A recent episode of the BBC’s “Big Debate” (hosted by Jonathan Dimbleby) looked at the role of religion in a 21st century state education system. The “negative” side, so to speak, included Richard Dawkins, who maintained that while he favours comparative religious education, faith schools by definition label children with the religion of their parents, a practice he considers abusive. Alongside Dawkins was MP Barry Sheerman, Chair of the DCSF Select Committee who doesn’t mind faith schools, as long as they’re not serious about their faith, and who cited worrying evidence of the unfair treatment of the issue of homosexuality in Catholic schools, and the poor treatment of women in Muslim schools. Speaking in favour of faith schools and religious worship in comprehensive schools was Bishop Peter Price, a former teacher who emphasised the roots of state education in C of E schools in the early 19th century, and claimed that C of E schools have an obligation to teach about other faiths. He also stressed that the history of England is a Christian history–a point he would often return to, as if it were the last word to be had on the topic. Price was joined by Oona Stannard of the Catholic Education Service, who advocates “maintained faith schools” because of their transparency and accountability, given that they are subject to inspections by Ofsted.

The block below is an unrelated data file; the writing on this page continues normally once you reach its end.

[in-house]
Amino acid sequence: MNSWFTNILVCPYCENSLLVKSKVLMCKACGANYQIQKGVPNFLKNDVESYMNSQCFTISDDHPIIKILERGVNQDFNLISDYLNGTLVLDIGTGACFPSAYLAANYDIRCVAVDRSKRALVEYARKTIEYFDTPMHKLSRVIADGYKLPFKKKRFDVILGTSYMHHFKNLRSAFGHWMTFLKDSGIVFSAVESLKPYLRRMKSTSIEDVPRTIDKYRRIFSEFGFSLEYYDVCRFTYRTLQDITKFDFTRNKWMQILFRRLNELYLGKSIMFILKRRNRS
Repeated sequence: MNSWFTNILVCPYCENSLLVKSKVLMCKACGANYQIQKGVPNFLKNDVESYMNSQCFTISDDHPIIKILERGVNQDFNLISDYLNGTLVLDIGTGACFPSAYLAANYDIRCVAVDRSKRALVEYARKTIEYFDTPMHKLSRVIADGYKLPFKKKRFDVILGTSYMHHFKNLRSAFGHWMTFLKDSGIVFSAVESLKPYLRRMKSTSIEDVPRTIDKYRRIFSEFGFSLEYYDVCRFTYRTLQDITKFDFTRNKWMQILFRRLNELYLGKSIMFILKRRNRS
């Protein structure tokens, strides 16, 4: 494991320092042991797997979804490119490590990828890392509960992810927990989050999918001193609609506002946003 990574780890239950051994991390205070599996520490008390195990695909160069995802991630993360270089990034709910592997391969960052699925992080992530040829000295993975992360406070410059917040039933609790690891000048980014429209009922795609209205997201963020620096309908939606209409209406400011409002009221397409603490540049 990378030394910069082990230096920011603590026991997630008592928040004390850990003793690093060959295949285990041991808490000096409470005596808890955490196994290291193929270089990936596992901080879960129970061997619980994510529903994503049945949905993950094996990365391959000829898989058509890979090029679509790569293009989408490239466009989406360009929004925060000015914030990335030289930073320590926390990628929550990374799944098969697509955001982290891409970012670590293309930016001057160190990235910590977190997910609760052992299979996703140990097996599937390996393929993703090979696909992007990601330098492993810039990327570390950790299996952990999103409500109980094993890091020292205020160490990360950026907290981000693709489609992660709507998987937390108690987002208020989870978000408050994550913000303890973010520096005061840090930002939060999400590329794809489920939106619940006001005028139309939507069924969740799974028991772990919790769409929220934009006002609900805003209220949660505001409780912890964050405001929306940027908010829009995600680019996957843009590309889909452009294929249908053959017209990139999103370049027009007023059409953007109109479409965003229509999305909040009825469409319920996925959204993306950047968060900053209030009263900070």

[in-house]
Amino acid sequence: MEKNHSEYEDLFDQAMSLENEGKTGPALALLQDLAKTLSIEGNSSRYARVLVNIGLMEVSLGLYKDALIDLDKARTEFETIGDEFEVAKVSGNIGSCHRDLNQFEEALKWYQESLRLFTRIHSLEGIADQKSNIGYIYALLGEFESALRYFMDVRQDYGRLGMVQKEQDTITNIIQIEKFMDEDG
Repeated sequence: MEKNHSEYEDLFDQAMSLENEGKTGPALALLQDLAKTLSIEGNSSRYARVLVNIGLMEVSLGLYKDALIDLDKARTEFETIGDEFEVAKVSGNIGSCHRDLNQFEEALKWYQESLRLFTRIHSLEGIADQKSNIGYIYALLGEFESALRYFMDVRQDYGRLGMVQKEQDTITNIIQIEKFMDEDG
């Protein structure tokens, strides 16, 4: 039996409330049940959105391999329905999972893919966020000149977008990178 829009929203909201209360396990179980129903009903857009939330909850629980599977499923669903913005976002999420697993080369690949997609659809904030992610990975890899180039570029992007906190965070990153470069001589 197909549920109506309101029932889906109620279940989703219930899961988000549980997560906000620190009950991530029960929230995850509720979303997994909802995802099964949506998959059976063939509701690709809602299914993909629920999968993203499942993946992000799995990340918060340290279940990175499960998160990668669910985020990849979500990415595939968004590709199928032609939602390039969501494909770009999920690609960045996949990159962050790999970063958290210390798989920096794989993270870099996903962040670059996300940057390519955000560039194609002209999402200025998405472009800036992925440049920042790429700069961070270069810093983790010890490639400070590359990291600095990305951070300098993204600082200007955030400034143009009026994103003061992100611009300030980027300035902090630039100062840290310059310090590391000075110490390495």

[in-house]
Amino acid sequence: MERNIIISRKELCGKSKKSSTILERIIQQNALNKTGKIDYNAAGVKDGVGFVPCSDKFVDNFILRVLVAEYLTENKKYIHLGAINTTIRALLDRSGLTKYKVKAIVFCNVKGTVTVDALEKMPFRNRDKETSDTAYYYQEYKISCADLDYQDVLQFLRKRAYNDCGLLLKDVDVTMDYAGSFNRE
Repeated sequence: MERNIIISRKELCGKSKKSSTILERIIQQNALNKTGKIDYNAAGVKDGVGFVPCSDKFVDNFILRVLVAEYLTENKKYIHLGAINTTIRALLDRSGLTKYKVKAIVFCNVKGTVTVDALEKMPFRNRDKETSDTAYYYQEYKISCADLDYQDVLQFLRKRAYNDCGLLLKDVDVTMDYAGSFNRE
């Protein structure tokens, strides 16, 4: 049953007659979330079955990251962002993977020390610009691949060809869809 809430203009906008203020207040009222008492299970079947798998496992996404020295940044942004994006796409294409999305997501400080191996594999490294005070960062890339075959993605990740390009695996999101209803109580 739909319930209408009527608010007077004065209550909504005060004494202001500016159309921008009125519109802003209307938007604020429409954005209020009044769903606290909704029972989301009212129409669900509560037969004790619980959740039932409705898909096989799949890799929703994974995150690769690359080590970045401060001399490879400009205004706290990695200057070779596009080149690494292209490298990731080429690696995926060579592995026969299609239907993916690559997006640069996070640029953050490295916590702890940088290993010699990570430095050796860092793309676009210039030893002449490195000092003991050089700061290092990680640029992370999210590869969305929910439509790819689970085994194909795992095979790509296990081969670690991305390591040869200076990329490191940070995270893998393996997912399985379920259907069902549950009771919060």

The programme also canvassed the opinions of a wide range of stakeholders: RE teachers and consultants, Catholic and Muslim students from both faith schools and comprehensive schools, as well as representatives of various faiths. One of the latter, Rabbi Dr Jonathan Romain, offered a blunt, though in many ways accurate assessment of faith-based education that can be summed up in two words: religious apartheid.